This includes mustard powder, liquid mustard and mustard seeds. It is often found in breads, curries, marinades, meat products, salad dressing, sauces and soups. Because it is often hidden as an ingredient it is important to note it may not be obvious by sight, smell or taste. Mustard seeds are produced by the mustard plant, a member of the Brassica family. The seeds vary in colour and are frequently ground down to use in cooking. Mustard allergy is more common in countries where it forms a larger part of the cuisine such as in France. Mustard allergy can occur when there is a reaction between a food and a pollen allergen. Mugwort-mustard allergy syndrome occurs when a person becomes sensitised to a weed called mugwort. It affects those with hay fever and who react to foods eaten from the wider mustard family.
These include almonds, hazelnuts, walnuts, cashews, pecan nuts, Brazil nuts, pistachio nuts, macadamia or Queensland nuts. They can be found in breads, biscuits, crackers, desserts, ice cream, marzipan, nut oils and sauces. Ground, crushed or flaked almonds are often used in Asian cooking. It is most common to develop a tree nut allergy before the age of 5, but also possible for adults and older children to develop a nut allergy, even when nuts have been previously eaten with no reaction. Those with a peanut allergy have a 30-40% likelihood of developing a tree nut allergy as they have similar proteins. People with a nut allergy are more at risk of being allergic to sesame seeds due to similarity in proteins.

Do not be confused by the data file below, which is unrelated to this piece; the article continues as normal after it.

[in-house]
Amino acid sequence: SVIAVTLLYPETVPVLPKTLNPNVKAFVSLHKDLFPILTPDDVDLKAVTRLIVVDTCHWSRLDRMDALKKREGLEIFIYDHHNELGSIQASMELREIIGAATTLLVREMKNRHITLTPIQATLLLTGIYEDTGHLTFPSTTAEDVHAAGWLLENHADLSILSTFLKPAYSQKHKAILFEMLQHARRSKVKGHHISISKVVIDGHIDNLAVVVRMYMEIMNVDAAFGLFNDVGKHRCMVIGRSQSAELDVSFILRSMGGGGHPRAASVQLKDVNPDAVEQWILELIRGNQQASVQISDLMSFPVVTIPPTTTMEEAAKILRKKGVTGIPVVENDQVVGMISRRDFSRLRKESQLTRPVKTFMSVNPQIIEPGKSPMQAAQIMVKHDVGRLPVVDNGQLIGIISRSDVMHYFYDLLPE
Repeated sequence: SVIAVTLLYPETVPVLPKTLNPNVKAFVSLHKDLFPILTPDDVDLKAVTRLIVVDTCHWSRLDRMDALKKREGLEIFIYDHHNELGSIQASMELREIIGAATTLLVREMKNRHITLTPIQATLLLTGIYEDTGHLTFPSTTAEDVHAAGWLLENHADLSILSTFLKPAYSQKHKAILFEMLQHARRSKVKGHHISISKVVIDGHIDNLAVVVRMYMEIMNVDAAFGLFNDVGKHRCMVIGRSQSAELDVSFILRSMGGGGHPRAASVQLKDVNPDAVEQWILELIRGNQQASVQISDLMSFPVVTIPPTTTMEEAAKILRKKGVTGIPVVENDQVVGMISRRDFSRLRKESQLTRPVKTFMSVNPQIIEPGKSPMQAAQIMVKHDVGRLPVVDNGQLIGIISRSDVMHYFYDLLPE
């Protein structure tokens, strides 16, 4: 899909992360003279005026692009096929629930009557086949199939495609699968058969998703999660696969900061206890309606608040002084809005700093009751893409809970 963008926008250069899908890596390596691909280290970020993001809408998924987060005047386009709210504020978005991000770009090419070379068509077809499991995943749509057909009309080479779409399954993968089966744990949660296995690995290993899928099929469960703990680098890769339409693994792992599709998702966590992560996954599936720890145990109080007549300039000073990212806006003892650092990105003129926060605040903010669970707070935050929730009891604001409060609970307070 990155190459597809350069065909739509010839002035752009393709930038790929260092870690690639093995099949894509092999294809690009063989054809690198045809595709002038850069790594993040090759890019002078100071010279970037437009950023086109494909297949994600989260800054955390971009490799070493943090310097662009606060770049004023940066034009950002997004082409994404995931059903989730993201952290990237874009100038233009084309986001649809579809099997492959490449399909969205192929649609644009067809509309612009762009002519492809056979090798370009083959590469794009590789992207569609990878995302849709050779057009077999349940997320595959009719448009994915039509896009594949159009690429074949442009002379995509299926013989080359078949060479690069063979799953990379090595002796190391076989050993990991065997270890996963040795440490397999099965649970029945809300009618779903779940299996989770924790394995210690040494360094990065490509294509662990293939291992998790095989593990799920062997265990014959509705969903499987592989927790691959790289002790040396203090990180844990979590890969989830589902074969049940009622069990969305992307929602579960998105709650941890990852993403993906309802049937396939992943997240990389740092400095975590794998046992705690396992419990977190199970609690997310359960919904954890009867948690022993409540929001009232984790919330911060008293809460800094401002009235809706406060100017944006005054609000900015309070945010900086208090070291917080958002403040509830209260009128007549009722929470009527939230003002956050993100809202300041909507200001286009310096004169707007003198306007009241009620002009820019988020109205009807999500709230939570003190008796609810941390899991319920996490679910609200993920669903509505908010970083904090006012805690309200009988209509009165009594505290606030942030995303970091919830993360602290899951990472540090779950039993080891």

These can be found in biscuits, cakes, curries, desserts and sauces. They are also in groundnut oil and peanut flour. Peanut allergy affects around 2% of children in the UK, and has risen in past decades. Peanuts are a legume and different from tree nuts, but they have proteins that are similar. An allergy to peanuts does increase the likelihood of developing an allergy to nuts, sesame seeds and lupin. Signs and symptoms of a peanut allergy can occur within minutes of contact, but can take an hour to be apparent. Because of the often severe reaction to a peanut allergy, it is vital to check ingredient lists, especially from foods produced outside the EU where they are not required to highlight the presence of peanuts.